See new excerpts, "What We Miss in Misbehavior” and "Game Plan for Meltdowns" on my website.


People in Your Neighborhood

Burleson, Texas Intermediate Service District.  Every month is Autism Awareness Month thanks to the efforts of Kellie Hohreiter, instructional coach, swim coach and mom of a daughter on the spectrum. Kelly and several colleagues worked with me to create the Ten Things T-shirt pictured here. “The idea behind the shirt,” says Kellie, “came because my oldest daughter needed a service project for National Junior Honor Society.” The shirts were sold during Autism Awareness Month in April, and “we wore them all around town during April and continue to wear them to raise awareness.”  The artwork on the front of the shirt depicting the Ten Things was designed by a local student.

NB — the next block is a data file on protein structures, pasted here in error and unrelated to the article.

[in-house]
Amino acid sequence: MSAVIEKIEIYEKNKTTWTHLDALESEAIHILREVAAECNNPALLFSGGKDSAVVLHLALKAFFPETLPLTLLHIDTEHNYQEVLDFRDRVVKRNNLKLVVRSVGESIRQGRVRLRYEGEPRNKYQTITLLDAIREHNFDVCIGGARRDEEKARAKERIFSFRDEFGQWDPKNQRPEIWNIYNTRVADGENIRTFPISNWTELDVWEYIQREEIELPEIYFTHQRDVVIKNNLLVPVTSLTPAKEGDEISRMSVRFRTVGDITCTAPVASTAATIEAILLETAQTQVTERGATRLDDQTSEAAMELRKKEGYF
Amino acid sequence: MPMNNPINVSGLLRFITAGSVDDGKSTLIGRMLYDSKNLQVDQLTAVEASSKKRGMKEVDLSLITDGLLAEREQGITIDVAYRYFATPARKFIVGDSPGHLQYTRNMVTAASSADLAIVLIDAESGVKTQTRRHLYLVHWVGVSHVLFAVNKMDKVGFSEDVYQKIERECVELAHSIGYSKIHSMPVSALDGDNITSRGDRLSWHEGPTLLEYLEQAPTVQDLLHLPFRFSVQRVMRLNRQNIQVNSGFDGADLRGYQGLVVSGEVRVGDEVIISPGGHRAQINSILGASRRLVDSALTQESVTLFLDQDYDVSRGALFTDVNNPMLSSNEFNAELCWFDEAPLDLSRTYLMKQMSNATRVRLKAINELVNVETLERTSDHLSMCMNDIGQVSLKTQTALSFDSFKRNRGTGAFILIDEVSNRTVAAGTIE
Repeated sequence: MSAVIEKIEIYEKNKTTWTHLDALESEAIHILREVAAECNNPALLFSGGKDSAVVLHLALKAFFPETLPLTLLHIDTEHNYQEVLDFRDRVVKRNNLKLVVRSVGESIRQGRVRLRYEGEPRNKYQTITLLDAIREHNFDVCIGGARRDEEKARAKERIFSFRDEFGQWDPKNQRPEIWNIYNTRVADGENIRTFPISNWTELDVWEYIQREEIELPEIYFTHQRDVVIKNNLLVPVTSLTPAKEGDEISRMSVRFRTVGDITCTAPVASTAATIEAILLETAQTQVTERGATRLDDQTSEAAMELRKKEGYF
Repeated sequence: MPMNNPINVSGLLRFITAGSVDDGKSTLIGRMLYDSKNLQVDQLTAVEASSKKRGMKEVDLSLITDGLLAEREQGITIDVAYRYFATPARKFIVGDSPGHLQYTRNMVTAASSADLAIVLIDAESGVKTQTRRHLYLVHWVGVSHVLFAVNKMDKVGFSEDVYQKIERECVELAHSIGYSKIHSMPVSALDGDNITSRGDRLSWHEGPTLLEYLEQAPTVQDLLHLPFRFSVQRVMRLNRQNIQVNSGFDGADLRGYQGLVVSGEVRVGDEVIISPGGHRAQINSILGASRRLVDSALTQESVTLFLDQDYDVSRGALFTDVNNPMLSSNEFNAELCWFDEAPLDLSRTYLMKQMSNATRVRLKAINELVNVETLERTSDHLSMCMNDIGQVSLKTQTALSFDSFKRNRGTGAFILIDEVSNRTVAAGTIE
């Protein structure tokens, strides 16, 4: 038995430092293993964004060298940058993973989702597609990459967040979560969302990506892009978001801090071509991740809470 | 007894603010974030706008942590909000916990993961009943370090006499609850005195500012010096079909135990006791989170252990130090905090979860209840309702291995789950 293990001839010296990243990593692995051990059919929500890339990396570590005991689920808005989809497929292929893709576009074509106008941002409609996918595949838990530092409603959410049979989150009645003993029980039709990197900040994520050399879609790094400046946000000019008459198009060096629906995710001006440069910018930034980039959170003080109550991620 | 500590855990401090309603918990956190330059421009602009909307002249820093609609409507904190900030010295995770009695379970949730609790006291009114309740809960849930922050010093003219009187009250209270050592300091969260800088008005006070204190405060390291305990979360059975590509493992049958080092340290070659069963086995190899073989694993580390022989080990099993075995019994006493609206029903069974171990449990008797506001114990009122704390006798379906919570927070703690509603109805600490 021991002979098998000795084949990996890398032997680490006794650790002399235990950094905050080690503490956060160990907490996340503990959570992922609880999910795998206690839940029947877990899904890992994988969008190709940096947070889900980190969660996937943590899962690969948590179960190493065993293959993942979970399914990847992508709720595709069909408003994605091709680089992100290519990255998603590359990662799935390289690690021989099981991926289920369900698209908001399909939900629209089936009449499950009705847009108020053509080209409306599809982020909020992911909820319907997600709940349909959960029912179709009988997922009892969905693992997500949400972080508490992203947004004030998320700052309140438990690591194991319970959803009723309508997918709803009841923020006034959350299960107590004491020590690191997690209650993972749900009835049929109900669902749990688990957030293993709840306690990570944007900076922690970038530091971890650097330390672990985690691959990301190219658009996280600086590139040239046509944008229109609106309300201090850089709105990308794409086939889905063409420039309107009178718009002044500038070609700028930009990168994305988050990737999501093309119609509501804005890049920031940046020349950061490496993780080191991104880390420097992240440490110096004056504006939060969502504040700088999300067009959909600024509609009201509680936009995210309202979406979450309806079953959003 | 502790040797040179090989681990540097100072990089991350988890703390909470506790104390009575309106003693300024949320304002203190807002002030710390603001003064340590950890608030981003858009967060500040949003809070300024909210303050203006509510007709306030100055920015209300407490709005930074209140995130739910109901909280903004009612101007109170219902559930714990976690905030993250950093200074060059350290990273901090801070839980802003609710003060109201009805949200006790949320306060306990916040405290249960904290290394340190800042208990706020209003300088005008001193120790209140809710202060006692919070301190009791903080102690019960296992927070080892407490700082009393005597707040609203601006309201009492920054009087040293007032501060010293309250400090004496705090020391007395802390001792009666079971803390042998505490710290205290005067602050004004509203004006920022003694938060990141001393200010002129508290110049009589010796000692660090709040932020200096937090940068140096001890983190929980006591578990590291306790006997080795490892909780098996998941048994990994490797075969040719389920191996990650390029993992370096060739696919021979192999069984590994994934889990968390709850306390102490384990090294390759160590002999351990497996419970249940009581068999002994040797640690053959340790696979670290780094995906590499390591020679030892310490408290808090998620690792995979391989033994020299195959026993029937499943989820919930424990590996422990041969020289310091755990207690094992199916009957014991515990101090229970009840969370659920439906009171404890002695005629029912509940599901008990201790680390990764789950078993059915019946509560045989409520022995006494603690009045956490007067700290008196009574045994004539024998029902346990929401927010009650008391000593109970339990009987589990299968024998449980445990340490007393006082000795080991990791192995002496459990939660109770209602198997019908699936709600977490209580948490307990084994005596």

Kudos to Kellie (left in photo), colleagues Kim Estes, Sharon Graves and many others who shared in the project.

Seattle Milal. Korean-language resources are available for Seattle area families of children with autism and other special needs; visit www.seattlemilal.org.  Through the generous donation of time from volunteer Eunju Park, a Korean translation of Ten Things Every Child with Autism Wishes You Knew is now available on their website, and on mine.

Los Angeles area – What’s In Your Lunchbox? WIYLBOX was founded in response to the lack of nutritional support and information available in low-income communities to families with special needs children, including those impacted by autism.  WIYLBOX has developed interdisciplinary education and training programs focused on diet, nutrition, adapted physical activity and therapeutic exercise and advocacy. The programs are offered at no cost to families suffering from the economic down-turn.